UK to offer ‘enhanced’ trade status to Assad-ruled Syria, sparking outcry

UK to offer ‘enhanced’ trade status to Assad-ruled Syria, sparking outcry
The UK has announced plans to grant “enhanced” trading status to Assad-ruled Syria under a new post-Brexit scheme, sparking condemnation from human rights groups.
2 min read
18 August, 2022
The UK government waived human rights requirements before announcing the scheme [Getty]

The UK’s Department for International Trade has announced plans to grant “enhanced” trading status to Assad-ruled Syria, which is currently under EU and US sanctions.

Under a new post-Brexit “Developing Countries Trading Scheme”, the department said that it would give improved terms of trade to eight developing countries, including Syria, even though the ruling Assad regime is accused of committing war crimes and serious violations of human rights.

Under original plans, developing countries that wanted to take advantage of “enhanced preferences” offered by the scheme had to obey 27 international conventions covering issues such as racism, sexism, forced labour, and corruption.

However UK ministers have abandoned that requirement, saying that only a country’s “economic vulnerability” should be taken into account.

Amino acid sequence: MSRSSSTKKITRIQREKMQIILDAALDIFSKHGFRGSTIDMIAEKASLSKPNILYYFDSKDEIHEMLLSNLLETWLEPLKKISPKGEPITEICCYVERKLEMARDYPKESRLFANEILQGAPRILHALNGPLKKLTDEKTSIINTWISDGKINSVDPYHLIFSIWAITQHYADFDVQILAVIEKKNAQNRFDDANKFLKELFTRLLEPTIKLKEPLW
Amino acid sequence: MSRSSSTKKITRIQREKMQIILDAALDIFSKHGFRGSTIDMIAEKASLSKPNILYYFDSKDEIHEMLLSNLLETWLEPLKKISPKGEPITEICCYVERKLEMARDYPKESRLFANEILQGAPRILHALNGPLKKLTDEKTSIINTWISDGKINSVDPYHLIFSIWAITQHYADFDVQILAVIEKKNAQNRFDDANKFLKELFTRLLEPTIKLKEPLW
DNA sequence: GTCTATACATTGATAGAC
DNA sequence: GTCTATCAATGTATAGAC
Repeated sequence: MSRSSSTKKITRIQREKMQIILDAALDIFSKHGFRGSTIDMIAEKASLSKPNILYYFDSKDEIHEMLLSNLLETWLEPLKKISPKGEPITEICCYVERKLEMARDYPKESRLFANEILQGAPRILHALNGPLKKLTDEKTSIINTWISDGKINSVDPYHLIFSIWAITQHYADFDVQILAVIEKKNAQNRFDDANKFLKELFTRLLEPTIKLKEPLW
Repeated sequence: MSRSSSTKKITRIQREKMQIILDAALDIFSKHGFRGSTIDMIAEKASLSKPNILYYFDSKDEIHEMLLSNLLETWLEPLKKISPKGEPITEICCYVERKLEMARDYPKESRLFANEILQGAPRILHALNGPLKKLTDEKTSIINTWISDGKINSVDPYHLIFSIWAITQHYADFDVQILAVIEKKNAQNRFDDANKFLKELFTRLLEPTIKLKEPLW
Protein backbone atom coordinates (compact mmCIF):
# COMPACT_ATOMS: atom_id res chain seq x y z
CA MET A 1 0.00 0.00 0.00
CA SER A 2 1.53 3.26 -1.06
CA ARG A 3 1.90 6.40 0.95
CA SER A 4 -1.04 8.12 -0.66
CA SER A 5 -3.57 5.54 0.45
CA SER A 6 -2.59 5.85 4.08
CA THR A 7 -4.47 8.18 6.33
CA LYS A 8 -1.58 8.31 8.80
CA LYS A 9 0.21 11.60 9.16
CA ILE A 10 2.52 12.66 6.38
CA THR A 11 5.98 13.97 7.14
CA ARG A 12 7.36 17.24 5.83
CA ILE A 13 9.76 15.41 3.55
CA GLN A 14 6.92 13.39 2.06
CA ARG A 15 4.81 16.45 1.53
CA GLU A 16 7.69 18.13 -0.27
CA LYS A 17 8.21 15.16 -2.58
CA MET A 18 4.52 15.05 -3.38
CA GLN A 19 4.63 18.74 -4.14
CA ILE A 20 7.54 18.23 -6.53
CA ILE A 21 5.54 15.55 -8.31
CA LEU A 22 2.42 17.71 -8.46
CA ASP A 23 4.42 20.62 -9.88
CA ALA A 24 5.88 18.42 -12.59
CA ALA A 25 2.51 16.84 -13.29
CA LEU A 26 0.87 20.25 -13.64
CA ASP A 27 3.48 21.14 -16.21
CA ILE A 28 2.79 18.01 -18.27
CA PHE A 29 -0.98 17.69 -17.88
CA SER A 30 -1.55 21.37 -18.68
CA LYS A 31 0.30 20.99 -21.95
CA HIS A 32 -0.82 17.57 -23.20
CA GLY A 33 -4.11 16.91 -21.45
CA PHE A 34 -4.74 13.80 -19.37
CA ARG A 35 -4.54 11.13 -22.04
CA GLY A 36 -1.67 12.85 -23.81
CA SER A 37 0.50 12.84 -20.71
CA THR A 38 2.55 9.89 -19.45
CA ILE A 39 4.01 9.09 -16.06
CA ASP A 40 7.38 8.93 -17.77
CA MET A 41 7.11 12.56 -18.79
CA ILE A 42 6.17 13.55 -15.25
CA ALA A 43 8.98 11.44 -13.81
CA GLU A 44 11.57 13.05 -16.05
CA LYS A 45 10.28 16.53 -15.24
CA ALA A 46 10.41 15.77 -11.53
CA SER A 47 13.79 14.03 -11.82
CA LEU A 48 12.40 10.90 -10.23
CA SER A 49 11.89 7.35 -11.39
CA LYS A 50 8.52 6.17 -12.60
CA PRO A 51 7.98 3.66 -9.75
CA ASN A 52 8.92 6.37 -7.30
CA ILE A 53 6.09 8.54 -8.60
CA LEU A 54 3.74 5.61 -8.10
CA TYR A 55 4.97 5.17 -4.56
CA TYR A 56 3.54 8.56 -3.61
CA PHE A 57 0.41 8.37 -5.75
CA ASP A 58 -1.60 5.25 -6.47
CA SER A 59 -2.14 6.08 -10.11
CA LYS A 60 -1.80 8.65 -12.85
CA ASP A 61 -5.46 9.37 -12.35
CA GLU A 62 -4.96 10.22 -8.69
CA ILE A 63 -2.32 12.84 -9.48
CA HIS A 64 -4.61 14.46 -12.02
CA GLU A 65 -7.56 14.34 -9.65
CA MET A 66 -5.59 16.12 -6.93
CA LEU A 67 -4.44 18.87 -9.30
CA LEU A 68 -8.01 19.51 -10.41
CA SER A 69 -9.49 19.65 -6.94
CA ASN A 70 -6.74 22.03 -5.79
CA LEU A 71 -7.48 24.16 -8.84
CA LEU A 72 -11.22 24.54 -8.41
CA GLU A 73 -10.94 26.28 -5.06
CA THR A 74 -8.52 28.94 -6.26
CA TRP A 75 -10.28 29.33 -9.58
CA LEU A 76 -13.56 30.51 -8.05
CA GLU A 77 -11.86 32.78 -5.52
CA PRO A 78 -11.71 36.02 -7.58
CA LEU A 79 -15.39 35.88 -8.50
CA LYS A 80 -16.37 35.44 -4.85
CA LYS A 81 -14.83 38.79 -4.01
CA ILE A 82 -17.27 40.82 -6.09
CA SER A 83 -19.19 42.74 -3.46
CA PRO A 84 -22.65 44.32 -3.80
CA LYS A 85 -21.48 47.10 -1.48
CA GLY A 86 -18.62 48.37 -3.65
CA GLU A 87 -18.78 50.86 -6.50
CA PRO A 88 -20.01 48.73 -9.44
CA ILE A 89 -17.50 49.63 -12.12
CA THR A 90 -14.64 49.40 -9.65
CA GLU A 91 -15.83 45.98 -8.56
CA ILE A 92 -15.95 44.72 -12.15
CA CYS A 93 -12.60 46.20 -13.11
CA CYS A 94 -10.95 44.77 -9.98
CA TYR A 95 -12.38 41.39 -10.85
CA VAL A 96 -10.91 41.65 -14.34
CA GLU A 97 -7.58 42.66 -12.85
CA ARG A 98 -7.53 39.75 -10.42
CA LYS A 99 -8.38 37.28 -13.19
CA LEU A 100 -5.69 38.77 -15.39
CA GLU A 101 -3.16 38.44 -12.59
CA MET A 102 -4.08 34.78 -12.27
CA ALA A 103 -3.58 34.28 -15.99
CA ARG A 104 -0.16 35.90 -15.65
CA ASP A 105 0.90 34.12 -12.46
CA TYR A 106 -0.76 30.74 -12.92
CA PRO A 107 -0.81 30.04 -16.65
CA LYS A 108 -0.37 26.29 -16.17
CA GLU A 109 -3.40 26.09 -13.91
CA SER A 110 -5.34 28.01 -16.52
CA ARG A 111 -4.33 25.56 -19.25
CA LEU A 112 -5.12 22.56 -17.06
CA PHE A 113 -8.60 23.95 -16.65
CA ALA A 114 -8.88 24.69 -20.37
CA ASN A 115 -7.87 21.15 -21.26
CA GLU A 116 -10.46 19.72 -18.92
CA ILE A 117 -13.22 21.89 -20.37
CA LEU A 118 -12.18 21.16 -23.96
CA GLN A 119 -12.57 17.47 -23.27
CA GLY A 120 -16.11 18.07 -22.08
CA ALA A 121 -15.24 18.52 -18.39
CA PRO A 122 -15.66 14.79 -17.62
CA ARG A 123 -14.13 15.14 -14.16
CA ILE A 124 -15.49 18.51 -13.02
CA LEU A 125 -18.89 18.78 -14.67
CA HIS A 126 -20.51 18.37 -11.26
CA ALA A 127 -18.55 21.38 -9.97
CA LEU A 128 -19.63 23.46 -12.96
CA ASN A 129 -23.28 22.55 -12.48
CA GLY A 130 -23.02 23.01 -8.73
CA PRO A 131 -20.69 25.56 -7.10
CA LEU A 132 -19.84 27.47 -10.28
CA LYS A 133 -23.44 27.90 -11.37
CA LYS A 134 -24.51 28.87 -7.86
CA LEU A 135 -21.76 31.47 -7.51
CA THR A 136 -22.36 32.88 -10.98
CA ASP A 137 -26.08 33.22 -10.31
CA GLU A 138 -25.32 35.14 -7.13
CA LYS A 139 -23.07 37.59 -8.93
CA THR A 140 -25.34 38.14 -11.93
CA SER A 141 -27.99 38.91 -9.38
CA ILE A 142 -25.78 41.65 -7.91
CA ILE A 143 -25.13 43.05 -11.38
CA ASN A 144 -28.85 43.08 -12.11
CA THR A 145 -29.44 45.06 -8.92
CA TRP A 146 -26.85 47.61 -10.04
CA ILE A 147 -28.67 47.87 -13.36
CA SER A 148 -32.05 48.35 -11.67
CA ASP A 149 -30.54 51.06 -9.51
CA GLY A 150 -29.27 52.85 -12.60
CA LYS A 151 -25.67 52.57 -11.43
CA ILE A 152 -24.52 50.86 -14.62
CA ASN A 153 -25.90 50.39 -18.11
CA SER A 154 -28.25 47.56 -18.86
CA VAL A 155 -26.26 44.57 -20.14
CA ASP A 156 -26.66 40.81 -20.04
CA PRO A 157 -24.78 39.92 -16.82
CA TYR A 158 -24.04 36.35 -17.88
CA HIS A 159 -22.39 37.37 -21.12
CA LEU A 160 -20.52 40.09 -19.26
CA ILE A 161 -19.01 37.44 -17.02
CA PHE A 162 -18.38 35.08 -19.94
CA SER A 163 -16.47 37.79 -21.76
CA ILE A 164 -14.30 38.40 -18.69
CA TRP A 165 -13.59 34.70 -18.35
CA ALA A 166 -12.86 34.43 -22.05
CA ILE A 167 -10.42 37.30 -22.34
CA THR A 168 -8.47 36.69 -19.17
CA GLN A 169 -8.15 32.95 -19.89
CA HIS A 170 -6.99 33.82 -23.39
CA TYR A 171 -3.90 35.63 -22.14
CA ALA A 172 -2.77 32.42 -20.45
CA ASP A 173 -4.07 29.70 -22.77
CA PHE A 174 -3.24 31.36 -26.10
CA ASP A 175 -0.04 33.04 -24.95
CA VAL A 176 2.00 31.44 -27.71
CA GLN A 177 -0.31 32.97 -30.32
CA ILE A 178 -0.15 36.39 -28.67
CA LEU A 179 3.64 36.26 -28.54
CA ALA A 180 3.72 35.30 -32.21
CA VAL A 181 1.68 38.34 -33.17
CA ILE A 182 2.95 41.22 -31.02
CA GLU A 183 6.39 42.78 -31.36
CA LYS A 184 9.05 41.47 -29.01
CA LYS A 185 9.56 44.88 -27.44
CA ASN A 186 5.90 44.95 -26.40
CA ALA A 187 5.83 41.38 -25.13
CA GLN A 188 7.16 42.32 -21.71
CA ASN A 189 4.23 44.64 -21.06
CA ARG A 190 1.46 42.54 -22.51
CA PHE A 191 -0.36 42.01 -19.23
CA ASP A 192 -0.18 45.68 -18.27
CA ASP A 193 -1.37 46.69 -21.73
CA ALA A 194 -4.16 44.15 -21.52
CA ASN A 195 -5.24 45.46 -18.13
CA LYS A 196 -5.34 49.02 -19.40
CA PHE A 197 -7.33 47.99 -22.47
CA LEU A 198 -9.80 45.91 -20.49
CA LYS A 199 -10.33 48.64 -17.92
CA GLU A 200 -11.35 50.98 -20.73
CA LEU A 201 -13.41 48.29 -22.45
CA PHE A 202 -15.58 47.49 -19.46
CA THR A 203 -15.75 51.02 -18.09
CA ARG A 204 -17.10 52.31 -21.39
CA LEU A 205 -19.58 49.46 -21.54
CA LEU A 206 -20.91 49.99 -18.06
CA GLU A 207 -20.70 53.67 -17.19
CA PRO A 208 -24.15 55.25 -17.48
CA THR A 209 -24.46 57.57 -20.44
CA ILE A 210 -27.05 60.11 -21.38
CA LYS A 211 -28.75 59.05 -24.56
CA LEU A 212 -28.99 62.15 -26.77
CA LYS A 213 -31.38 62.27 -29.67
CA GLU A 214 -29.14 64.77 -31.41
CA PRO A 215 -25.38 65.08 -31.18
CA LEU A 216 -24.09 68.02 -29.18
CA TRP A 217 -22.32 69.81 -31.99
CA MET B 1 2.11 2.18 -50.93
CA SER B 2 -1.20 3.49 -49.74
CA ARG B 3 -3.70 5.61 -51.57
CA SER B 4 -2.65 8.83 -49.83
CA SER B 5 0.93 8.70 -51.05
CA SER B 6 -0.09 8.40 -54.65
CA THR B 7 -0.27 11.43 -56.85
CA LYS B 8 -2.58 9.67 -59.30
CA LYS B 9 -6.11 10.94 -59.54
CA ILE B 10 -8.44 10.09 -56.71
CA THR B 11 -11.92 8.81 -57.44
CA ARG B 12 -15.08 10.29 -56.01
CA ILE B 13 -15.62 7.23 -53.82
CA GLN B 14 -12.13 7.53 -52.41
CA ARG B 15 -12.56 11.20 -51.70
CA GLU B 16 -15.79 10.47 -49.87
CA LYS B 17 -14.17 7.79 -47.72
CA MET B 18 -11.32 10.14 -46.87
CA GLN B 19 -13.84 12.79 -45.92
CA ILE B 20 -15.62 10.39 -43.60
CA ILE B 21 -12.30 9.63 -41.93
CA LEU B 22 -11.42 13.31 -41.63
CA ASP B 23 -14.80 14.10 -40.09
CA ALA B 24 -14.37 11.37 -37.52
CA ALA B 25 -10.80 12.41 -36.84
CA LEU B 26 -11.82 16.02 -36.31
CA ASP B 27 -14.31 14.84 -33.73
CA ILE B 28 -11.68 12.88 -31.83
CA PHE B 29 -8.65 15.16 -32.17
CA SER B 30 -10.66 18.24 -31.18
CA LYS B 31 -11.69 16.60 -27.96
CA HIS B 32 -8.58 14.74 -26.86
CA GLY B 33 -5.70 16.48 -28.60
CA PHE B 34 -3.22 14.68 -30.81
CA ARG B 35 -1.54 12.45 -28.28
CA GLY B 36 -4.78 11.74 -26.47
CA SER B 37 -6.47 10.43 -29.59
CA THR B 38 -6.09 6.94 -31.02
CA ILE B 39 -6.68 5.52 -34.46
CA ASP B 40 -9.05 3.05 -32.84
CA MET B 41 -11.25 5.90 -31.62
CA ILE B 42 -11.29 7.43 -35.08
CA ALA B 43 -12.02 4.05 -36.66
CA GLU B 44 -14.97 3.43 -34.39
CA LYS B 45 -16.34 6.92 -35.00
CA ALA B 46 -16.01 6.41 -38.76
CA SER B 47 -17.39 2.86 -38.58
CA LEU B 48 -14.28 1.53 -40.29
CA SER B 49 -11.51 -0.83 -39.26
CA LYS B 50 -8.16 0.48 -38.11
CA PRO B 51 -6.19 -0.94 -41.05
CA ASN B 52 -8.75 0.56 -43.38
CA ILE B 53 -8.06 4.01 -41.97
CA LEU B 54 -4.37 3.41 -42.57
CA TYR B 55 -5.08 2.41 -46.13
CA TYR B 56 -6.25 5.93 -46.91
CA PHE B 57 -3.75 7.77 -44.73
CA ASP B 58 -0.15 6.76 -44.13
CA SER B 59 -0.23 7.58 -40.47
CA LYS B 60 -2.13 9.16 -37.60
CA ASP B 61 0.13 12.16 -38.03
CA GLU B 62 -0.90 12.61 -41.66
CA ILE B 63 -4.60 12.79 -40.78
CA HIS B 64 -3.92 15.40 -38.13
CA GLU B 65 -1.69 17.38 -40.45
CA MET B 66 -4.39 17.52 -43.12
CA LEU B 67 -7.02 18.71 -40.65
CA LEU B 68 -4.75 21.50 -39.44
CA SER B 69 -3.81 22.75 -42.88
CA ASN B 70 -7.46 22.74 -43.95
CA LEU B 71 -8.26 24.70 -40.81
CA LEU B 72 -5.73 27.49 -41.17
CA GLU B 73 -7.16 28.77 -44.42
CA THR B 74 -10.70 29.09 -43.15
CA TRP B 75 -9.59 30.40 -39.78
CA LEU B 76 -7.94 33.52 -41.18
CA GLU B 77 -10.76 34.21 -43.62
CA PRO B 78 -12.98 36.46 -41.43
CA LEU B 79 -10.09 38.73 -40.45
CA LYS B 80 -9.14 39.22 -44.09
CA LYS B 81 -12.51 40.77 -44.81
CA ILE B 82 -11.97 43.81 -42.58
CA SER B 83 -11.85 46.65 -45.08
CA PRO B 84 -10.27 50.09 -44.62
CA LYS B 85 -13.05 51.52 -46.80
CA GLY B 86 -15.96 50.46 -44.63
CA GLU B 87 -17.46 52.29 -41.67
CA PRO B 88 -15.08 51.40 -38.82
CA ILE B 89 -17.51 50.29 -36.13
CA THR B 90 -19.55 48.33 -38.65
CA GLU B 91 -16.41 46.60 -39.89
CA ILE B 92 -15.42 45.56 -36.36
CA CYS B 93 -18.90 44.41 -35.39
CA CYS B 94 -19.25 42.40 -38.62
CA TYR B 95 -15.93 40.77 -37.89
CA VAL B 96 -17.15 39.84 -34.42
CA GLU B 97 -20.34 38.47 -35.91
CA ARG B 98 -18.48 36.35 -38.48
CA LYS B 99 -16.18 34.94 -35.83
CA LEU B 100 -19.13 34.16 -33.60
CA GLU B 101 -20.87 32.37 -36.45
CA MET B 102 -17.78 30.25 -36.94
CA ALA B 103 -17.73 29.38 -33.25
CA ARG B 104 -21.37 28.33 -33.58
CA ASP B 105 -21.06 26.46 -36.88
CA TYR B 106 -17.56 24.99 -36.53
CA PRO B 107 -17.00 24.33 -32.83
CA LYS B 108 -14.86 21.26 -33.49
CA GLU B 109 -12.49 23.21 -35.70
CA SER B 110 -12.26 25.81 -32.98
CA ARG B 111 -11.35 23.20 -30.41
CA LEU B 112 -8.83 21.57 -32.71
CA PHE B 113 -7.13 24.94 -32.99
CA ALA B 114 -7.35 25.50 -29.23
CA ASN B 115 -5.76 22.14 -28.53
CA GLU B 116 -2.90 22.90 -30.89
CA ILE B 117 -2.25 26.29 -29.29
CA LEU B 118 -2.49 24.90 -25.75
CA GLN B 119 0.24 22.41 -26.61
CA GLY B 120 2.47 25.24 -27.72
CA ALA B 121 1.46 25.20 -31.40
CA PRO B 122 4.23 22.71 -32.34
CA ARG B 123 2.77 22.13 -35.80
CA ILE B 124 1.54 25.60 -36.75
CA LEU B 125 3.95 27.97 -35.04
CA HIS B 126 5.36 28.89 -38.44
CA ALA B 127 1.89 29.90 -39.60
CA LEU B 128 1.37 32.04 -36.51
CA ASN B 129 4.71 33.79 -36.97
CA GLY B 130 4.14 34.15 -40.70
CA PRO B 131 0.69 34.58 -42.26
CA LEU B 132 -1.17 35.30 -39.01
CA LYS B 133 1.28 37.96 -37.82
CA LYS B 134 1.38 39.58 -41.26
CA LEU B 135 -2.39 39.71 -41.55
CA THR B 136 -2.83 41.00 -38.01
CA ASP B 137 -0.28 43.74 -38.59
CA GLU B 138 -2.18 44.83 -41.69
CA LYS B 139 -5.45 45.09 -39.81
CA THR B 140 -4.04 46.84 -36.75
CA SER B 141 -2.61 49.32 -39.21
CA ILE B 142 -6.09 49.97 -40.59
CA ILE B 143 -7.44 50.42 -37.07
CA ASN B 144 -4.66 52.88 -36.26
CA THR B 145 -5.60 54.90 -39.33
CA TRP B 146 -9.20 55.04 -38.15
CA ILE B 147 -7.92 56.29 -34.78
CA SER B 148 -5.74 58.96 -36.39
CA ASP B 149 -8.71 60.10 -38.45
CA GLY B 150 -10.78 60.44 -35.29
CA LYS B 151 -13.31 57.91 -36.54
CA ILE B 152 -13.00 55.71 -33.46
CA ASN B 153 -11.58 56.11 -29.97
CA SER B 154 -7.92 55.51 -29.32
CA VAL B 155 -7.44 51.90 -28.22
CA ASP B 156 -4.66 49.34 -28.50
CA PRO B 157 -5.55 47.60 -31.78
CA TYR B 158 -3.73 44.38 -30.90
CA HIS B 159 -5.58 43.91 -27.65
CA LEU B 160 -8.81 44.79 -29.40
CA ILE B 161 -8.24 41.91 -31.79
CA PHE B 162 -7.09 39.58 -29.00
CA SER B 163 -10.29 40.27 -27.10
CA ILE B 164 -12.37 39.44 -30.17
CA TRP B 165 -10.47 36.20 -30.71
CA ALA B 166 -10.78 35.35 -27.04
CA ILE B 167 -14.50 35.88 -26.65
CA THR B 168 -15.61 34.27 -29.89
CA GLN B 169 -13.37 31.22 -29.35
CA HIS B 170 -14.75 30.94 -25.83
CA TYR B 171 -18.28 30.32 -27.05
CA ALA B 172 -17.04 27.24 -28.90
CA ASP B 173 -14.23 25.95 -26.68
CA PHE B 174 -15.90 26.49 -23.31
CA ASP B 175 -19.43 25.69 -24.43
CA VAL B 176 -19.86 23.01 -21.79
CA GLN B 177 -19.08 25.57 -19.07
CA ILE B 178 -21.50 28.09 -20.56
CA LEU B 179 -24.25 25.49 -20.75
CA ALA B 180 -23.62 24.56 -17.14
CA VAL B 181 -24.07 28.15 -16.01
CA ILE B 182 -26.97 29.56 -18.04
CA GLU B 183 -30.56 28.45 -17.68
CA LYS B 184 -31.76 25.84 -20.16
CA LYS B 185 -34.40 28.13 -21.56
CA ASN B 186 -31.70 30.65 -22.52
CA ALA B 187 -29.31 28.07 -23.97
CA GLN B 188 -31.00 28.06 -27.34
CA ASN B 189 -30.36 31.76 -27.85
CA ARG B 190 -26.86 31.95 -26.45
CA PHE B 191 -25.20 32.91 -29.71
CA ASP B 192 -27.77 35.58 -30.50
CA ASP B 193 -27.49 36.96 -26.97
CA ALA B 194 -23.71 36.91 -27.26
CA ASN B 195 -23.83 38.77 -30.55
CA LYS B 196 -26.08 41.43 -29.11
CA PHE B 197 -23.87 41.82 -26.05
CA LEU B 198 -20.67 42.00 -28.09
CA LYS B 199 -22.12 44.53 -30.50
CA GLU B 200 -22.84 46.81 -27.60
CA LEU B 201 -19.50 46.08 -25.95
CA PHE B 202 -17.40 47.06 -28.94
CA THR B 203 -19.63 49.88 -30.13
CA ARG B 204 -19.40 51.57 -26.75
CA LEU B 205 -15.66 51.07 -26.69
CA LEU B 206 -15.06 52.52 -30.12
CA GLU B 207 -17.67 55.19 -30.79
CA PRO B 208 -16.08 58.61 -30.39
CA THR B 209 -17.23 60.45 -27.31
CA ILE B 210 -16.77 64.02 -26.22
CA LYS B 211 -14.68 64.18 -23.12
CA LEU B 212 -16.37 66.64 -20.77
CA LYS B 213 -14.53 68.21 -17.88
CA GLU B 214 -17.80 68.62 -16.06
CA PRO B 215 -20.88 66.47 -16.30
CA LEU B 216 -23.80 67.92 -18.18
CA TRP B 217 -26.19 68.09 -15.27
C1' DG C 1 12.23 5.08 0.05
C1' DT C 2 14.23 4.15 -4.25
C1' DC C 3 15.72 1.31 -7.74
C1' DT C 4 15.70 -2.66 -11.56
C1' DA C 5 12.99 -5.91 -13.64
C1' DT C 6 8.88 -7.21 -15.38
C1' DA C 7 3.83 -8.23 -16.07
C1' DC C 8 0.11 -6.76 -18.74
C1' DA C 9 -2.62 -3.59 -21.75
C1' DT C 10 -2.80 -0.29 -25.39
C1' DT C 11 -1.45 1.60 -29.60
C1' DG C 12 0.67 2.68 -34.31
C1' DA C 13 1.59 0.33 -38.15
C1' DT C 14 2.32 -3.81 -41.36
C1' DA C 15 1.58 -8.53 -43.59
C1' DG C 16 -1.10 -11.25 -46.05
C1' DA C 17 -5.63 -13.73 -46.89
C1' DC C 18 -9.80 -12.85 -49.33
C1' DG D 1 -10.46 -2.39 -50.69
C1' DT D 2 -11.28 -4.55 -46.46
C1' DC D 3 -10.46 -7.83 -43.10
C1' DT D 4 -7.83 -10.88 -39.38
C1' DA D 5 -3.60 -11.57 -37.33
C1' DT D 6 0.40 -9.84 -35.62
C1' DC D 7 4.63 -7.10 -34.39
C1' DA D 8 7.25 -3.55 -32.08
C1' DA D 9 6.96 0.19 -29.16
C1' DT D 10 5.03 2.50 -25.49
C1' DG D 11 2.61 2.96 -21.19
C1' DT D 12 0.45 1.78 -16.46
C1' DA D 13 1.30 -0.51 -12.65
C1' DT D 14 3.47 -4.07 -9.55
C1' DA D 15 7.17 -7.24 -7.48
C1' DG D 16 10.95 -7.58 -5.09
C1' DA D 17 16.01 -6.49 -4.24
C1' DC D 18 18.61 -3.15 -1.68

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The other seven countries due to benefit from the “enhanced preferences” are Algeria, Congo, the Cook Islands, Micronesia, Nigeria, Niue, and Tajikistan.

One of the objectives of the plan is to tackle the UK’s cost of living crisis by opening up the country to international trade.

However, the plan was condemned by human rights activists and opposition politicians in the UK.

Amnesty International’s UK crisis manager, Kristyan Benedict said, “Assad has turned Syria into a slaughterhouse of barrel bombing, mass torture and state abduction, and it would be an absolute travesty if any individual or business implicated in Assad’s atrocities were to be the beneficiary of these new trading arrangements.”

The Labour Party’s Emily Thornberry told the iNews media outlet: “Sadly, this is exactly what we have come to expect from a Government that treats human rights and international law as an irrelevance.”

The UK government, however, defended the scheme saying that “robust sanctions” meant that the Assad regime could not benefit from the “enhanced preferences” status.

More than 500,000 people have been killed in the Syrian conflict, which began in 2011 when the regime of President Bashar al-Assad brutally suppressed peaceful pro-democracy protests.

The Assad regime has indiscriminately bombed civilian areas, used chemical weapons, and committed massacres throughout the conflict and arrested, tortured, and executed political opponents.